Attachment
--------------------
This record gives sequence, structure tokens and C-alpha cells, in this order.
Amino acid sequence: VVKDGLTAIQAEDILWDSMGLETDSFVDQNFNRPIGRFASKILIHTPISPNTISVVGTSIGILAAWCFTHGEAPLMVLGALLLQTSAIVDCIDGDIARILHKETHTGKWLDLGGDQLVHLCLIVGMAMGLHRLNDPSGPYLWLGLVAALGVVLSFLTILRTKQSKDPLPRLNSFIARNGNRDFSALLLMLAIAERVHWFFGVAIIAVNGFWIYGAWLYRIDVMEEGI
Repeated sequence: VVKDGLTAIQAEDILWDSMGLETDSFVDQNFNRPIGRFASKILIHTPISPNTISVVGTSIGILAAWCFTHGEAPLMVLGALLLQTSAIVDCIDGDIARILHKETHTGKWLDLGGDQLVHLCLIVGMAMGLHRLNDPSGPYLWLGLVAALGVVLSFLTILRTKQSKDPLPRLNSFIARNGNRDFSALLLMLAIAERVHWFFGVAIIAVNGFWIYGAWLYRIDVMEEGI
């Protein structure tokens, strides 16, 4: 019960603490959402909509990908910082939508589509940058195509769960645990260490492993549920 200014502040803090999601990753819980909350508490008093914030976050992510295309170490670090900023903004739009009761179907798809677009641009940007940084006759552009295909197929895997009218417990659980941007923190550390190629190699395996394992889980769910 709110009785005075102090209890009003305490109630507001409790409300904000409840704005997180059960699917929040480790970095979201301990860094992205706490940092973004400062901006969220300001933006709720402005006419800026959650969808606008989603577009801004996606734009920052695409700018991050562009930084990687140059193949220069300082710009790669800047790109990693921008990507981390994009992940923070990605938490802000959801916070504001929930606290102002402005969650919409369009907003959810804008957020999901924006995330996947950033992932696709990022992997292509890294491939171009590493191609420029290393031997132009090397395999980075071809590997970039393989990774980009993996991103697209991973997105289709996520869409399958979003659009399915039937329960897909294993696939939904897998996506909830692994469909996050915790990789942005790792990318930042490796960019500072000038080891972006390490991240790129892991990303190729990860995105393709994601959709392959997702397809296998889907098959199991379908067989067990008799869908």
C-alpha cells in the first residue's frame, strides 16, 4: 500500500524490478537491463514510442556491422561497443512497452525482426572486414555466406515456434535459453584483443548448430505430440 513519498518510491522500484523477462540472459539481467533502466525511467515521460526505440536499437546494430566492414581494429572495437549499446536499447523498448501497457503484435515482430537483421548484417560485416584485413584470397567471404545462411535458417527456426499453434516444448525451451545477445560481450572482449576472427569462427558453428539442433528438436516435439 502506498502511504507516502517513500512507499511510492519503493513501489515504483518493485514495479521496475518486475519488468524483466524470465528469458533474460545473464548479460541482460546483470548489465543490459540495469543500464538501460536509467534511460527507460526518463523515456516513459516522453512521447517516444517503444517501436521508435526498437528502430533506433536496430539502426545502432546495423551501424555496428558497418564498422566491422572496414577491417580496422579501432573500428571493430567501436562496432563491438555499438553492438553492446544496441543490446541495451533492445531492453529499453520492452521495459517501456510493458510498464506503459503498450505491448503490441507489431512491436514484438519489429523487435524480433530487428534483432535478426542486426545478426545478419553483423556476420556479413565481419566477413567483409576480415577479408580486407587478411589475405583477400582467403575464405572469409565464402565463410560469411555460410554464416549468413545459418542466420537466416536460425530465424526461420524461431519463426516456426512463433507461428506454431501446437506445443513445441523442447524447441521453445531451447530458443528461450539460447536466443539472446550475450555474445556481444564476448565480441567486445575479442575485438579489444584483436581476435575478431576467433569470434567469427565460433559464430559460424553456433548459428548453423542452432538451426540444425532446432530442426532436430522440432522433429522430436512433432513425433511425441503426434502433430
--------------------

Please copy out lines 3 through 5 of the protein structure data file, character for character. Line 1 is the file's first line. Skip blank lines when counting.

Repeated sequence: VVKDGLTAIQAEDILWDSMGLETDSFVDQNFNRPIGRFASKILIHTPISPNTISVVGTSIGILAAWCFTHGEAPLMVLGALLLQTSAIVDCIDGDIARILHKETHTGKWLDLGGDQLVHLCLIVGMAMGLHRLNDPSGPYLWLGLVAALGVVLSFLTILRTKQSKDPLPRLNSFIARNGNRDFSALLLMLAIAERVHWFFGVAIIAVNGFWIYGAWLYRIDVMEEGI
């Protein structure tokens, strides 16, 4: 019960603490959402909509990908910082939508589509940058195509769960645990260490492993549920 200014502040803090999601990753819980909350508490008093914030976050992510295309170490670090900023903004739009009761179907798809677009641009940007940084006759552009295909197929895997009218417990659980941007923190550390190629190699395996394992889980769910 709110009785005075102090209890009003305490109630507001409790409300904000409840704005997180059960699917929040480790970095979201301990860094992205706490940092973004400062901006969220300001933006709720402005006419800026959650969808606008989603577009801004996606734009920052695409700018991050562009930084990687140059193949220069300082710009790669800047790109990693921008990507981390994009992940923070990605938490802000959801916070504001929930606290102002402005969650919409369009907003959810804008957020999901924006995330996947950033992932696709990022992997292509890294491939171009590493191609420029290393031997132009090397395999980075071809590997970039393989990774980009993996991103697209991973997105289709996520869409399958979003659009399915039937329960897909294993696939939904897998996506909830692994469909996050915790990789942005790792990318930042490796960019500072000038080891972006390490991240790129892991990303190729990860995105393709994601959709392959997702397809296998889907098959199991379908067989067990008799869908």
C-alpha cells in the first residue's frame, strides 16, 4: 500500500524490478537491463514510442556491422561497443512497452525482426572486414555466406515456434535459453584483443548448430505430440 513519498518510491522500484523477462540472459539481467533502466525511467515521460526505440536499437546494430566492414581494429572495437549499446536499447523498448501497457503484435515482430537483421548484417560485416584485413584470397567471404545462411535458417527456426499453434516444448525451451545477445560481450572482449576472427569462427558453428539442433528438436516435439 502506498502511504507516502517513500512507499511510492519503493513501489515504483518493485514495479521496475518486475519488468524483466524470465528469458533474460545473464548479460541482460546483470548489465543490459540495469543500464538501460536509467534511460527507460526518463523515456516513459516522453512521447517516444517503444517501436521508435526498437528502430533506433536496430539502426545502432546495423551501424555496428558497418564498422566491422572496414577491417580496422579501432573500428571493430567501436562496432563491438555499438553492438553492446544496441543490446541495451533492445531492453529499453520492452521495459517501456510493458510498464506503459503498450505491448503490441507489431512491436514484438519489429523487435524480433530487428534483432535478426542486426545478426545478419553483423556476420556479413565481419566477413567483409576480415577479408580486407587478411589475405583477400582467403575464405572469409565464402565463410560469411555460410554464416549468413545459418542466420537466416536460425530465424526461420524461431519463426516456426512463433507461428506454431501446437506445443513445441523442447524447441521453445531451447530458443528461450539460447536466443539472446550475450555474445556481444564476448565480441567486445575479442575485438579489444584483436581476435575478431576467433569470434567469427565460433559464430559460424553456433548459428548453423542452432538451426540444425532446432530442426532436430522440432522433429522430436512433432513425433511425441503426434502433430